In addition to offering a wide variety of products, the Quilt, Craft & Sewing Festival presents several learning opportunities. Over the course of the three-day festival, Meissner Sewing will be sponsoring free classes each day.

    Hope Yoder of Designs by Hope Yoder will be in Classroom 1 each morning, teaching classes called “Digital Cutting for Quilters and Embroiderers” and “Design Hacks with the CraftNCut Software.” She will also be available in the booth throughout the day, performing live demonstrations.

    Sharon Minor of AccuQuilt will be providing instruction on techniques for achieving fast, accurate fabric cuts using the AccuQuilt cutting system. Patricia Simmons of Quilter’s Rule will be in Classroom 1 at 1:00 p.m. each day for “Templates, Rulers and Machine Quilting primer” where she will share why templates are made of different thickness and strategies for achieving perfect, small points. RNK Distributing will also be in the classroom each afternoon with the classes “Quilters Select” and “Total Quilter.”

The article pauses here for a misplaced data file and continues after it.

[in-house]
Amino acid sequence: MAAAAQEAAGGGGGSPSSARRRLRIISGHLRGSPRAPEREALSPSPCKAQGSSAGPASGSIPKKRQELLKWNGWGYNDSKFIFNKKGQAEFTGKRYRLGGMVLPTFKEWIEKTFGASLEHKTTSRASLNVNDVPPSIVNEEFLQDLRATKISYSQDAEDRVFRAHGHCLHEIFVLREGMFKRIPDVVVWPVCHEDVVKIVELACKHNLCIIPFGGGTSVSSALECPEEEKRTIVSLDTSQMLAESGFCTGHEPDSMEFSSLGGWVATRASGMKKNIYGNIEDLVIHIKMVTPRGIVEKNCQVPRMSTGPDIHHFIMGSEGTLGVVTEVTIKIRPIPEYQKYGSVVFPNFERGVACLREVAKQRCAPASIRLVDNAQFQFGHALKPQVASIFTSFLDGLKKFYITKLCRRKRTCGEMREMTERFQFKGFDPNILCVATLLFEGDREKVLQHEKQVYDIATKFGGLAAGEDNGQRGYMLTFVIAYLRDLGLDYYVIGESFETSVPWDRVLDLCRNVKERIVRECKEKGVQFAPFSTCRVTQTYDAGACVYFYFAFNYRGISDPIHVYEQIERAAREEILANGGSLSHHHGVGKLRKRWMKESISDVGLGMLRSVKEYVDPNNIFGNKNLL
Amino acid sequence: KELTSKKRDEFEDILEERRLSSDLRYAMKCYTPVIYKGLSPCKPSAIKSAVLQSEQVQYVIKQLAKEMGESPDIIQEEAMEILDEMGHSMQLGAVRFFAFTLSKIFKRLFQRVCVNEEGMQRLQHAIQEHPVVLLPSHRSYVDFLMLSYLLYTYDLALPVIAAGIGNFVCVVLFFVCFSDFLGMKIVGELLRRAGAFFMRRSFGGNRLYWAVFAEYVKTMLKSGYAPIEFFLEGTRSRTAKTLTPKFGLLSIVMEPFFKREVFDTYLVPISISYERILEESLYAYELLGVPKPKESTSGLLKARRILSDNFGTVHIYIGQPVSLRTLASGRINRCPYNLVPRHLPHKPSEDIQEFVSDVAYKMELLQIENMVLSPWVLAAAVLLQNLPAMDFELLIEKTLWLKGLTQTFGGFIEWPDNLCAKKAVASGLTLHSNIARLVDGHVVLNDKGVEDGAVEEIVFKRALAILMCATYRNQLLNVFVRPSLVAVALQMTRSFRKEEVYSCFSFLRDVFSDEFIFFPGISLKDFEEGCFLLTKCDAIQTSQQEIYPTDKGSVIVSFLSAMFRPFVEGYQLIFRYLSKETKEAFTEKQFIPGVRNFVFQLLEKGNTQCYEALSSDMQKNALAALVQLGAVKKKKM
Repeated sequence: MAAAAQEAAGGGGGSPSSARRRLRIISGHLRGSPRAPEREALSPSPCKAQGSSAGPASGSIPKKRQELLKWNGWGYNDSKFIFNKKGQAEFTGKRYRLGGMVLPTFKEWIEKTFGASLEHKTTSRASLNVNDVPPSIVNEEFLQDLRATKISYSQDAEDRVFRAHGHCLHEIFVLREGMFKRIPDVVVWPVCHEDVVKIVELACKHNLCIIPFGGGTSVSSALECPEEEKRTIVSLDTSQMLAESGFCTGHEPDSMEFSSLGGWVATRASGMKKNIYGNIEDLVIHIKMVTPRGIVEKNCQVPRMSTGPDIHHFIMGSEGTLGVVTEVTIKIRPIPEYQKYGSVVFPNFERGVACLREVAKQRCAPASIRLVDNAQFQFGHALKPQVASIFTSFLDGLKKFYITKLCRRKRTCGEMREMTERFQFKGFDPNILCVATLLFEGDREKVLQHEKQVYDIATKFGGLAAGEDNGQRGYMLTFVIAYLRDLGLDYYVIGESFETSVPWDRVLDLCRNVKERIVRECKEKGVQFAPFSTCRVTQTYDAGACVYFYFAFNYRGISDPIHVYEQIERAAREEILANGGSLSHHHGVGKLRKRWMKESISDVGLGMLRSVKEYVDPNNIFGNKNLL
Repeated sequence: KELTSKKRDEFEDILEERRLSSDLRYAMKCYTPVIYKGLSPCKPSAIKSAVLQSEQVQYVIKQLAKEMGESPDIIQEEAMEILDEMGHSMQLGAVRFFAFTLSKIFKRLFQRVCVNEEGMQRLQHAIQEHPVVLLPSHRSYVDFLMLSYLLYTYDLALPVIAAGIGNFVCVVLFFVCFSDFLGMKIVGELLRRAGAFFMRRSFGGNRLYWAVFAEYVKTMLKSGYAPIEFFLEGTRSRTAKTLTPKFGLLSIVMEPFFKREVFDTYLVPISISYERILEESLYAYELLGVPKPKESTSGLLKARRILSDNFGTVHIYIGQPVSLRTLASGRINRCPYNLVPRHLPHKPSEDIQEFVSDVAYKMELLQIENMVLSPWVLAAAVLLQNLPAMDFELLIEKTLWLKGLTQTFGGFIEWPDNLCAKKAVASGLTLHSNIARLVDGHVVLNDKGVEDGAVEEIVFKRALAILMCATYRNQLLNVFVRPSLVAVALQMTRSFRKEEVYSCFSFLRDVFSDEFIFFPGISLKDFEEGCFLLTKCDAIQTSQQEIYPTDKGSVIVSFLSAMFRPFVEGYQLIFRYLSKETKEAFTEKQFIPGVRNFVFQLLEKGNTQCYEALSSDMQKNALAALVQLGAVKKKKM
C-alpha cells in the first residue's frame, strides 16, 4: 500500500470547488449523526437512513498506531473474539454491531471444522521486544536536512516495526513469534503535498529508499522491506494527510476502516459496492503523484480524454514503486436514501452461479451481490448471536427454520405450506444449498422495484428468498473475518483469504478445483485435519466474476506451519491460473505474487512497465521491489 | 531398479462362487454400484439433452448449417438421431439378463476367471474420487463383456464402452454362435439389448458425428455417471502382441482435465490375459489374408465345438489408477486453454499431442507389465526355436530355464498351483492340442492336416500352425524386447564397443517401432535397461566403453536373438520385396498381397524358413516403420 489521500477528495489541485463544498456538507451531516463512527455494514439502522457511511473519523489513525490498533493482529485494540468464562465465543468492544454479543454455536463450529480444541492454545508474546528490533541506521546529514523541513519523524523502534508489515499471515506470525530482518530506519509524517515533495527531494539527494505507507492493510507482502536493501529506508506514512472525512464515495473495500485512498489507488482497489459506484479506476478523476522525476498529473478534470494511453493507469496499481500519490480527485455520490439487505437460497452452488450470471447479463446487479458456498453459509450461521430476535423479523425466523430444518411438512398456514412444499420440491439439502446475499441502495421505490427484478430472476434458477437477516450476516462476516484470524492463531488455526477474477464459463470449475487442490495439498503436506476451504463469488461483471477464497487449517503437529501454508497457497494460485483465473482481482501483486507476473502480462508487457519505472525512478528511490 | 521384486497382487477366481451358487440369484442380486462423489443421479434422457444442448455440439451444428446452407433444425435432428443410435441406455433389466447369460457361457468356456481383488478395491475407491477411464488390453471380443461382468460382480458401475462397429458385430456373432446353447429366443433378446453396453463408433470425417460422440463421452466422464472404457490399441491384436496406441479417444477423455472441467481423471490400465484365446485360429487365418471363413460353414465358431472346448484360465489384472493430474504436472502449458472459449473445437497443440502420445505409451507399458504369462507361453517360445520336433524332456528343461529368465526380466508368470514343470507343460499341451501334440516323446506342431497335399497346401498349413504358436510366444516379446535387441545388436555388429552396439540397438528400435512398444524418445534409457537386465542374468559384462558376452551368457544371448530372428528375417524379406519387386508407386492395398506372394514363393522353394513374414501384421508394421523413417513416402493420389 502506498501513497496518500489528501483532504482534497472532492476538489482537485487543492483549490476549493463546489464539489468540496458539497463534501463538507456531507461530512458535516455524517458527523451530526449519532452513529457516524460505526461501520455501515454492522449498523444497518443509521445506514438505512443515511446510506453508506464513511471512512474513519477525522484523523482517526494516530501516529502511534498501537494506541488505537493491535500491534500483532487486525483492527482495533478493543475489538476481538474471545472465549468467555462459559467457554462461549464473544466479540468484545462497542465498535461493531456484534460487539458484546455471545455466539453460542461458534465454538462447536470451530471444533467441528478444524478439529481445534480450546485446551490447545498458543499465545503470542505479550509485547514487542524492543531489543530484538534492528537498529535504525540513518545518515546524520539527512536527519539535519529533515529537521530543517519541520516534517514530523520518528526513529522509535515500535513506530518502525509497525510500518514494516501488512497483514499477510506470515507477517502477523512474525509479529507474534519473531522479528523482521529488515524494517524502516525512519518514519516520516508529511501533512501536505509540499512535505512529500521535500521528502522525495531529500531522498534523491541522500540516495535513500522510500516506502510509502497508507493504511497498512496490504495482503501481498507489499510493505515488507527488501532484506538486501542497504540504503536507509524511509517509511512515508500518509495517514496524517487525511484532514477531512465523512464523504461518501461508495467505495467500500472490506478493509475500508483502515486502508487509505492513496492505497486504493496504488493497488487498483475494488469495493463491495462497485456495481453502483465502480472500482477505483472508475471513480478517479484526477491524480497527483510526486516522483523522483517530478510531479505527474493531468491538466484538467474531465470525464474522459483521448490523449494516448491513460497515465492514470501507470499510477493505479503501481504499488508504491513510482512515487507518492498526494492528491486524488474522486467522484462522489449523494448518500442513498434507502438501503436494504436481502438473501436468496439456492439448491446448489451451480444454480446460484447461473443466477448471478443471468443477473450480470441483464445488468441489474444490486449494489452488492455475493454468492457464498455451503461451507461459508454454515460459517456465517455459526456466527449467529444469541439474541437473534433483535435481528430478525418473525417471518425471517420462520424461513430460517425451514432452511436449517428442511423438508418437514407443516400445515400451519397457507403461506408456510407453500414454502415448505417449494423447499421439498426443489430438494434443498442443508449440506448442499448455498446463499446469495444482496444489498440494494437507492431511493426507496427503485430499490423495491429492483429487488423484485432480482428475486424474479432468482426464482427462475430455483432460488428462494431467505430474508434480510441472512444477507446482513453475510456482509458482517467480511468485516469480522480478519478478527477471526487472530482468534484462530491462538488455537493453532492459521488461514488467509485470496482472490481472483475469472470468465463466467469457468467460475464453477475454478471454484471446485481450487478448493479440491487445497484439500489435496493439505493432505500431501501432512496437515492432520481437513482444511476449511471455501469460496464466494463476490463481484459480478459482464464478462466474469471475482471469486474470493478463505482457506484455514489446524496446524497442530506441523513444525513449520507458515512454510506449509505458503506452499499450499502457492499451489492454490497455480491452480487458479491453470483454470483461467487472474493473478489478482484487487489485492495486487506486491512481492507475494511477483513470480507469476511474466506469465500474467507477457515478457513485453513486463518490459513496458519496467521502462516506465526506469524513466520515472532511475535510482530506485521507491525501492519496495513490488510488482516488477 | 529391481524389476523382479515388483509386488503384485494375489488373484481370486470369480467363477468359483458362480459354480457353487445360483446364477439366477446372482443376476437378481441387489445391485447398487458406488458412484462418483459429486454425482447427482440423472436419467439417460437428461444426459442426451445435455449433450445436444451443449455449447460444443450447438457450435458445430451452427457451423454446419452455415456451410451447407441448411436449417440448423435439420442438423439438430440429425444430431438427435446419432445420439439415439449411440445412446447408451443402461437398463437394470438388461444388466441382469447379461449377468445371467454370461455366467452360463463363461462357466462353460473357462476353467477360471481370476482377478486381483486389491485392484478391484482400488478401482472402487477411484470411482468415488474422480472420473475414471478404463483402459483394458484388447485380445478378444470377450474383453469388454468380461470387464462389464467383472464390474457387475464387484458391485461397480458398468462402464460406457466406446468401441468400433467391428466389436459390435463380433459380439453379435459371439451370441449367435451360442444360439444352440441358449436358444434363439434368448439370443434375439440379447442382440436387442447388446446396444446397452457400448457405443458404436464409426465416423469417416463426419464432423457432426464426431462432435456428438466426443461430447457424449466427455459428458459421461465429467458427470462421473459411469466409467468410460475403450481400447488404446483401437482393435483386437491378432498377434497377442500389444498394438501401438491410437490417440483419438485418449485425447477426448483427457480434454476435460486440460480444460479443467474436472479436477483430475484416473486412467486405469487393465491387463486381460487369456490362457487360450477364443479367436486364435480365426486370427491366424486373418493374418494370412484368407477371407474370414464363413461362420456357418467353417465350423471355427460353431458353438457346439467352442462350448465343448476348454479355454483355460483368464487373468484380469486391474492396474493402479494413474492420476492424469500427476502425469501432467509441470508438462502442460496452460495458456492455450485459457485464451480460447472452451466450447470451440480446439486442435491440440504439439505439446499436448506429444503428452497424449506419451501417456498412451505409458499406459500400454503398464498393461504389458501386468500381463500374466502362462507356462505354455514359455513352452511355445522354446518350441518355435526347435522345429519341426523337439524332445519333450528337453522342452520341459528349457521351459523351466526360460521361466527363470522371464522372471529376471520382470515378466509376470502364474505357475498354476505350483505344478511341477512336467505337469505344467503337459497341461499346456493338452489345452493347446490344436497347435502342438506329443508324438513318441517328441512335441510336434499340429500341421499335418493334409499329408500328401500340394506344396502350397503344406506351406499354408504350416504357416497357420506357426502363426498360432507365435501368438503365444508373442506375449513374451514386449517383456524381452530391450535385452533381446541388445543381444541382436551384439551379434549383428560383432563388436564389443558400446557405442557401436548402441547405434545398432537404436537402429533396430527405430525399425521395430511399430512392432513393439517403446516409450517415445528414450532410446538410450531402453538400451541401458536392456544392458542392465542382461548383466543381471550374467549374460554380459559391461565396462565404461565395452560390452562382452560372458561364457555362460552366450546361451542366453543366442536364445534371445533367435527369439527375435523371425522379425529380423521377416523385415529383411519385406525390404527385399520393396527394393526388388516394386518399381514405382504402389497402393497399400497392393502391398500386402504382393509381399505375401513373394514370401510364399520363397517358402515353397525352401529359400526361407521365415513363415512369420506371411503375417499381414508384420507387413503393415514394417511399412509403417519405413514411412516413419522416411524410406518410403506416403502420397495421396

Click here to view the full schedule and class details.

    The Sacramento Quilt, Craft & Sewing Festival is the largest show of its kind in the area. The festival provides three full days of quilting, crafting and sewing inspiration. This show is a can’t-miss event for all creators, offering something for everyone to enjoy.

    Show attendees line up  for the Sacramento Quilt, Craft & Sewing Festival in 2016.

    “The best part of the festival is opening morning when the long line of attendees finally get to come in, and see all the exhibits,” Curtis said. “All the attendees are so enthusiastic. It’s really a positive, energizing way to kick off the event.”

    Show Hours: Thursday & Friday: 10 a.m.- 5 p.m; Saturday: 10 a.m - 4 p.m.